Gordon Campbell | Parliament TV | Parliament Today | Video | Questions Of the Day | Search

 


Latest rape case underlines need for action

Latest rape case underlines need for action


Todays reported rape case involving two young men, who believed that they should not be charged with rape because their victim was comatose and they didn’t act violently, highlights a culture that will alarm New Zealanders and reinforce the ongoing call for action that is being ignored by the Government, says Labour’s Women’s Affairs spokesperson Carol Beaumont.

“ Their attitude is deeply concerning. The young woman was further humiliated by other others who came into the room looking at her and touching her. The whole situation clearly shows a culture where attitudes devoid of an understanding of respect and consent are prevalent.

“ Like all New Zealanders, Labour takes the issue of sexual violence very seriously. The personal, social and economic costs of sexual offending are huge. In this recent case the Judge describes the “devastating” effect on the young woman with long term consequences.

“Labour is working on a comprehensive and long term package aimed at making NZ a world leader in reducing sexual offending. There are however changes that can, and should, be made immediately. These measures are backed by hard evidence and are well overdue.

“These changes include more urgent attention to implementing and resourcing the recommendations in the 2007 Bazley report on police conduct. Police must also ensure that the police are adequately resourced to implement any possible recommendations following the IPCA investigation into the recent Roast Busters case. In addition there needs to be more funding provided for the vital support services that assist both the survivors and perpetrators of sexual violence.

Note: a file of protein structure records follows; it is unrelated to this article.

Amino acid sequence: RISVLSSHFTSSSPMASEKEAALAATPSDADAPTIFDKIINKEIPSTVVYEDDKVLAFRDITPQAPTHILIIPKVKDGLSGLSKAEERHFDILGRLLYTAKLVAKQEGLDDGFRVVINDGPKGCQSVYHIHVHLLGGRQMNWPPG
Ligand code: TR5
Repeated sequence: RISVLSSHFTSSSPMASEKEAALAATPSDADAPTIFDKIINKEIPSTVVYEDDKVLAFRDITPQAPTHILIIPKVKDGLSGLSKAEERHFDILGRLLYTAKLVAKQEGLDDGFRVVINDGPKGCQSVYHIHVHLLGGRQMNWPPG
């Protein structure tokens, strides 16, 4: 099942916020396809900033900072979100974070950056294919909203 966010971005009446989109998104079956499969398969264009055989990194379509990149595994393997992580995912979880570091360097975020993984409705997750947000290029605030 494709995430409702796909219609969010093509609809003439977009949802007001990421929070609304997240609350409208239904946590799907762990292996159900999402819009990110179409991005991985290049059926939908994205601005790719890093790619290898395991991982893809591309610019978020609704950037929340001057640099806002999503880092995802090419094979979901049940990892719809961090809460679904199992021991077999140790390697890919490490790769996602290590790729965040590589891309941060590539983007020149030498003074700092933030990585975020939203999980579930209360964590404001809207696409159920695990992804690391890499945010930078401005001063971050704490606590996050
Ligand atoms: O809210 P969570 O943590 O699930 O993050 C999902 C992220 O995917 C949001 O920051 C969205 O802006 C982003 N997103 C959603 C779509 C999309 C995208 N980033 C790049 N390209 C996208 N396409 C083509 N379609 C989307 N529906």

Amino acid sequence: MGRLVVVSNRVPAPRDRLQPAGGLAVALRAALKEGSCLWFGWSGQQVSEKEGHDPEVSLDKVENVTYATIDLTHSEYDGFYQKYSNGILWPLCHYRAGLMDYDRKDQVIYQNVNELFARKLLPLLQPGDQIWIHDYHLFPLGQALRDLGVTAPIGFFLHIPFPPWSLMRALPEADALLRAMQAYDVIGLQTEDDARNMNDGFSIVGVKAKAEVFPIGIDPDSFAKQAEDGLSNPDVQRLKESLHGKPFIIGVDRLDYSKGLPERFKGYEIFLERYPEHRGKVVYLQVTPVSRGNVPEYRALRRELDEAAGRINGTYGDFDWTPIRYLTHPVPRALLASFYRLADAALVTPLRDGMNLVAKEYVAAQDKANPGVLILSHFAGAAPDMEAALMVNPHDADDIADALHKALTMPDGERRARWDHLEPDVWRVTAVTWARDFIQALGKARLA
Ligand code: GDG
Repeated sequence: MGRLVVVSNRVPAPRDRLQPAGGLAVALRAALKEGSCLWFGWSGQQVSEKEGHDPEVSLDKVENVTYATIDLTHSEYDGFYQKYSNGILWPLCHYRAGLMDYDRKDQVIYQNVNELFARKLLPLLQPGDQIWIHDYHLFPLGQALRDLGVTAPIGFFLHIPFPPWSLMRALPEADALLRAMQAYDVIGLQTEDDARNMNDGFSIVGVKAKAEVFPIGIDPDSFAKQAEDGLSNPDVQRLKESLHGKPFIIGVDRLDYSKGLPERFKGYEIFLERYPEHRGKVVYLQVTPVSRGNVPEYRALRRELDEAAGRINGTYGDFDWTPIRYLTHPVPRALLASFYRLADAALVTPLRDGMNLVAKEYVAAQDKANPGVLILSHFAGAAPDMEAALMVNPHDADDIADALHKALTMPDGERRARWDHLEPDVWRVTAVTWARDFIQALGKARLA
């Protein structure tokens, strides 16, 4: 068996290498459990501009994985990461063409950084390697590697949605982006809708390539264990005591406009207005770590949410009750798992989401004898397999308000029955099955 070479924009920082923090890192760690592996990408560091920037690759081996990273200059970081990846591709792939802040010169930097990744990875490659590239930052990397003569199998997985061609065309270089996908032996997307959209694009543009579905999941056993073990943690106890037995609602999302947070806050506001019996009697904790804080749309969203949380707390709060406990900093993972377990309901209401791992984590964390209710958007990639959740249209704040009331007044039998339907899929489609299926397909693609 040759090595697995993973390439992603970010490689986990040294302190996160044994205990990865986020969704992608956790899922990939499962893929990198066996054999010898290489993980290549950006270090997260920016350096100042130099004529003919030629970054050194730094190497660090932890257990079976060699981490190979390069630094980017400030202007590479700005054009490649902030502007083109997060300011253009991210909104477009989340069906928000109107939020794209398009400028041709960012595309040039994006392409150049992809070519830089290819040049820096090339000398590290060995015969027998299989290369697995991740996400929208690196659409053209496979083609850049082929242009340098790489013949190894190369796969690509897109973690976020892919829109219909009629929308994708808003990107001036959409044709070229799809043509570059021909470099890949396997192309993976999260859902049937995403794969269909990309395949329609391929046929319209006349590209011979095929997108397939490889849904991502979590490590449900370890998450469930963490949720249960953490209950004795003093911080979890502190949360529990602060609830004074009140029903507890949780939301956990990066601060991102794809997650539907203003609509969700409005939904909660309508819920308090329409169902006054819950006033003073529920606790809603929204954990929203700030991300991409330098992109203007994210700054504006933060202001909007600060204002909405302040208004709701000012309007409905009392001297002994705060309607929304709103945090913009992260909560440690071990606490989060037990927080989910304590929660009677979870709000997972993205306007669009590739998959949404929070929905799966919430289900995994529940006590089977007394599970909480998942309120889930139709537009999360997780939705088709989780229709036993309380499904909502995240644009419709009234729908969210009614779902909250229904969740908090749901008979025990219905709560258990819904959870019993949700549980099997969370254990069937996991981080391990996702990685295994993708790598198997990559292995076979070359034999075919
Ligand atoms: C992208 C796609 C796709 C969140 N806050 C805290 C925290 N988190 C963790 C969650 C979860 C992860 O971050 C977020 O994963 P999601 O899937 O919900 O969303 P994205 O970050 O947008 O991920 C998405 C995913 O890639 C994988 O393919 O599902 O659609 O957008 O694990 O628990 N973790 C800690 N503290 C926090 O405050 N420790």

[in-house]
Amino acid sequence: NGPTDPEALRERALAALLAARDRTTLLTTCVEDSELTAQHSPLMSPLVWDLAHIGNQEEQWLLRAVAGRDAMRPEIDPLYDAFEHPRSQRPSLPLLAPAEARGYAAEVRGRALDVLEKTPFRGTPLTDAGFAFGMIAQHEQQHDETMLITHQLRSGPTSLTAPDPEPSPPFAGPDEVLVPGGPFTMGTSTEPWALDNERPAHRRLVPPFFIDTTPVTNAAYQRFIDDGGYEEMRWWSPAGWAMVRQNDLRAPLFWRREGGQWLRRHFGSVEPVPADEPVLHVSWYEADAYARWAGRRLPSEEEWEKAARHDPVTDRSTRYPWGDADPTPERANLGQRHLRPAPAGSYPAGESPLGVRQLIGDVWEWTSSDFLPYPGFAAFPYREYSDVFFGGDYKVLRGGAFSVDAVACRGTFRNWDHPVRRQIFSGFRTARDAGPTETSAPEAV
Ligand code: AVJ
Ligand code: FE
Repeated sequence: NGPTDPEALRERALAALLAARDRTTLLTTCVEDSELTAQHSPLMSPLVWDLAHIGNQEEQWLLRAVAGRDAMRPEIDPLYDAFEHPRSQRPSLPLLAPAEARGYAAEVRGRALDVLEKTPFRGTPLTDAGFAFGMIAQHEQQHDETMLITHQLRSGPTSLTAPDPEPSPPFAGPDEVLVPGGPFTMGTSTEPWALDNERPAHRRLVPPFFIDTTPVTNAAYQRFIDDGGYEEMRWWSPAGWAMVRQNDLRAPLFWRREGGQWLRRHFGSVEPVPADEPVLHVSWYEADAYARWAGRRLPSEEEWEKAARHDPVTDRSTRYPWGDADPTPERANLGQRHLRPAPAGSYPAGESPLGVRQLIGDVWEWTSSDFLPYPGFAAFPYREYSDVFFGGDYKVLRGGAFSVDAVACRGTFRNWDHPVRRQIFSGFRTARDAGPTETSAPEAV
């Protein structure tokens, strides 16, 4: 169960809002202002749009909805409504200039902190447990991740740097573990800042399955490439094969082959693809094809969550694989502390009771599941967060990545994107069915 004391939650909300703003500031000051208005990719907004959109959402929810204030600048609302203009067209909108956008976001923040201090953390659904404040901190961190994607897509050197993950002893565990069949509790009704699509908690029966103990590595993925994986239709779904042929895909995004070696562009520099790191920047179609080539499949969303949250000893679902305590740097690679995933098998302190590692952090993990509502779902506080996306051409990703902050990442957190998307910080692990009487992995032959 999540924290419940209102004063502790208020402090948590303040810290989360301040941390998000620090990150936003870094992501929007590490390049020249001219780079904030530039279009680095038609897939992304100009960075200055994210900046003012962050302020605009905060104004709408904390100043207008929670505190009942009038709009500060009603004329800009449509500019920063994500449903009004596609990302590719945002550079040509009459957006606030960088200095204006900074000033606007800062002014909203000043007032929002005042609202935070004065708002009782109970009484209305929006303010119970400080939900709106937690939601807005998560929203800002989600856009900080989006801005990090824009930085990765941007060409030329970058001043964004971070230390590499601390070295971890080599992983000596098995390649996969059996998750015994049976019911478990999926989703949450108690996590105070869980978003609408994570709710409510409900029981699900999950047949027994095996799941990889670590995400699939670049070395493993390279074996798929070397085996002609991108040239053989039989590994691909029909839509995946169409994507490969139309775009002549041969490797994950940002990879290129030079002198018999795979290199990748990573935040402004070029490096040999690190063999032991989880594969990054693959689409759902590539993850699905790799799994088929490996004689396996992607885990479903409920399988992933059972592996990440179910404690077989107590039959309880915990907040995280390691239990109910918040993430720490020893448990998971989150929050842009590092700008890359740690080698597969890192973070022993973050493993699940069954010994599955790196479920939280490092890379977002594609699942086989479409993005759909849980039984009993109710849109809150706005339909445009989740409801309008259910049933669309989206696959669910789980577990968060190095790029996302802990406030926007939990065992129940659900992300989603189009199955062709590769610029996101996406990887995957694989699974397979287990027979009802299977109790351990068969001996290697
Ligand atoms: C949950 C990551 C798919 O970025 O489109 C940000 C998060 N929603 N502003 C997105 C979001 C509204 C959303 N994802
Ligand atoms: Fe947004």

“This recent case reinforces the critical need that more funding is provided for rape prevention, including education in schools to dispel rape myths and promote respect and consent. In Auckland for example due to funding constraints less than 50% are reached by such programmes.

“National is taking too long to act; what little it has done has essentially been to restore some of the funding cuts it made in 2009. Outlined here are things the government can do right now to help prevent sexual violence and ensure it is dealt with rationally and compassionately when it does occur.

“Reducing sexual violence must be a priority. Unfortunately the government has failed to respond to the issue appropriately.”

Ends

© Scoop Media

 
 
 
 
 
Parliament Headlines | Politics Headlines | Regional Headlines

Gordon Campbell:
On The Northland By-Election

Supposedly, Winston Peters’ victory in Northland has exposed the simmering dissatisfaction with the government that exists out in the provinces. Yet it remains to be seen whether this defeat will have much significance – and not simply because if and when Labour resumes business as usual in the Northland seat at the next election, Peters’ hold on it could simply evaporate.

On Saturday, National’s electorate vote declined by 7,000 votes, as the 9,000 majority it won last September turned into a 4,000 vote deficit – mainly because Labour supporters followed the nod and wink given by Labour leader Andrew Little, and voted tactically for Peters. In the process, Labour’s vote went down from nearly 9,000 votes six months ago, to only 1,315 on Saturday. More>>